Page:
Ectopic Pregnancy

What is an ectopic pregnancy?

An ectopic pregnancy is one which is implanted in a site outside the uterine cavity. The most common place for an ectopic pregnancy is in the Fallopian tube. The Fallopian tube cannot accommodate the expanding pregnancy so it leads to problems like pain and vaginal bleeding.

Ultrasound Care’s obstetricians and sonographers are experts in ultrasound and the identification of eptopic pregnancy.

The Fallopian tube is the most common site for ectopic pregnancies, rarely they can occur within the ovary or the peritoneal surface of the abdominal cavity.

Ectopic Pregnancy
Ectopic Pregnancy
Ectopic Pregnancy in the interstitial portion of the Fallopian tube

Is an ectopic pregnancy dangerous?

Unfortunately, ectopic pregnancies almost never result in a liveborn baby. In Australia most ectopic pregnancies are detected and treated early, before they become dangerous for the pregnant woman. 

But if left untreated, an ectopic pregnancy can rupture and this can be dangerous due to the risk of bleeding.

How is an ectopic pregnancy diagnosed?

Trans-vaginal ultrasound examination is the best way to diagnose an ectopic pregnancy. An intra-uterine pregnancy can usually be seen by 5-6 weeks gestation or when the HCG level is more than 1000 IU/l.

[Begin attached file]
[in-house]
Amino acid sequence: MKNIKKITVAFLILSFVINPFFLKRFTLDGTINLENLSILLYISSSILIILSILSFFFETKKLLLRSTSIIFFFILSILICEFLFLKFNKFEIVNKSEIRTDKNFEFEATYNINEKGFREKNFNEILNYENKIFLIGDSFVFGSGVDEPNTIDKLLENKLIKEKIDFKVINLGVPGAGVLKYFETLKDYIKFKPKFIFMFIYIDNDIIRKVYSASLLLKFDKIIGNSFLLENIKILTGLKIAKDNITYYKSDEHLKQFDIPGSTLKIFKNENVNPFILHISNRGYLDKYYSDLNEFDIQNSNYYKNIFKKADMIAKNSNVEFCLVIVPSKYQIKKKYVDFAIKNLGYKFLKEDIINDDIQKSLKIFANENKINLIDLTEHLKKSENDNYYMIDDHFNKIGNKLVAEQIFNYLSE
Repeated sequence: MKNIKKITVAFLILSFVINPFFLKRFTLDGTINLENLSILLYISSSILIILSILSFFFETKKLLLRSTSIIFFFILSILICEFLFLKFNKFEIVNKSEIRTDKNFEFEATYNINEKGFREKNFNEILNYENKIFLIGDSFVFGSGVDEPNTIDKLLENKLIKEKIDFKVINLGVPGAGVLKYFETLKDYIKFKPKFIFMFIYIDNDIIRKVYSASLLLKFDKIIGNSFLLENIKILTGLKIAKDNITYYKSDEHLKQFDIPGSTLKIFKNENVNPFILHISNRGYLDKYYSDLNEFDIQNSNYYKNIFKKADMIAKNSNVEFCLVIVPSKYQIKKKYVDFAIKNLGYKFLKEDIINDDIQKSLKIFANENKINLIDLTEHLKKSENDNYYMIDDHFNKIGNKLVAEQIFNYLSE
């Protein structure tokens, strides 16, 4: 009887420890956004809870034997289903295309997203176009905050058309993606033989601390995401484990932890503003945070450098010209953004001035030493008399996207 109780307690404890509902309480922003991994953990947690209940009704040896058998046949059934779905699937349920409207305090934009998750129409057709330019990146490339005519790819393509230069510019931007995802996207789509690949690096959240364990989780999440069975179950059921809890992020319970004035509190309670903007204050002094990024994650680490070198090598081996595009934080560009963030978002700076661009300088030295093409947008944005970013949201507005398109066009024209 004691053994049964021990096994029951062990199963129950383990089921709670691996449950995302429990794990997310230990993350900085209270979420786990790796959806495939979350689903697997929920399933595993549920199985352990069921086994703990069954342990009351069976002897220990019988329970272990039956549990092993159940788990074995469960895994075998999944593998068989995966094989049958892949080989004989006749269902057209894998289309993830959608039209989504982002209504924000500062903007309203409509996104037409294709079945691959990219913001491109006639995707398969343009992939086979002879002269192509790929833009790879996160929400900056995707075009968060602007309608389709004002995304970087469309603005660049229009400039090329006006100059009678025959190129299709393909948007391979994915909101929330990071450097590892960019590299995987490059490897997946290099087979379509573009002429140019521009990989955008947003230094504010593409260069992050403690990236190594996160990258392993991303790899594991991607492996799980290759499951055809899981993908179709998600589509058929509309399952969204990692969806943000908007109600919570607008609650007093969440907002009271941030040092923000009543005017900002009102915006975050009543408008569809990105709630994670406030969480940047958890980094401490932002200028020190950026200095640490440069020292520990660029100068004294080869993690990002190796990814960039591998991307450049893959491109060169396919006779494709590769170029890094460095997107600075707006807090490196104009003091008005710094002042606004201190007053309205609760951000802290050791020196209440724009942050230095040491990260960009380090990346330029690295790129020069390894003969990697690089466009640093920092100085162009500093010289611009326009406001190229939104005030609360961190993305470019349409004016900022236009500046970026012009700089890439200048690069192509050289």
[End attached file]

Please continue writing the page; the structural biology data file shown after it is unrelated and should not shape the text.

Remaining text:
In 95% of ectopic pregnancy cases, a good transvaginal ultrasound examination can actually image the ectopic pregnancy in the Fallopian tube. However occasionally the ectopic pregnancy is too small to be detected with ultrasound examination. Sometimes serial beta HCG blood levels and serial ultrasound examinations are required until the gestation sac gets big enough to see.

Sometimes there are other signs on ultrasound examination which are so suspicious of an ectopic pregnancy that your Ultrasound Care obstetrician will suggest a laparoscopy in order to see under direct vision.

How is an ectopic pregnancy treated?

There are several different ways to treat an ectopic pregnancy.

The best approach will depend on the gestation of the pregnancy, what sort of symptoms you have and what sort of previous surgery you have had. Options include surgical approaches like laparotomy or laparoscopy, with removal of the ectopic pregnancy. Depending on the extent of damage to the Fallopian tube, it may also need to be removed. Medical treatment, using medication to stop the gestation from growing may also be possible in certain cases.

When you are attending at Ultrasound Care and an ectopic pregnancy is discovered, our Specialist Obstetrician will give your doctor all the information to help you both decide what is the best option for you.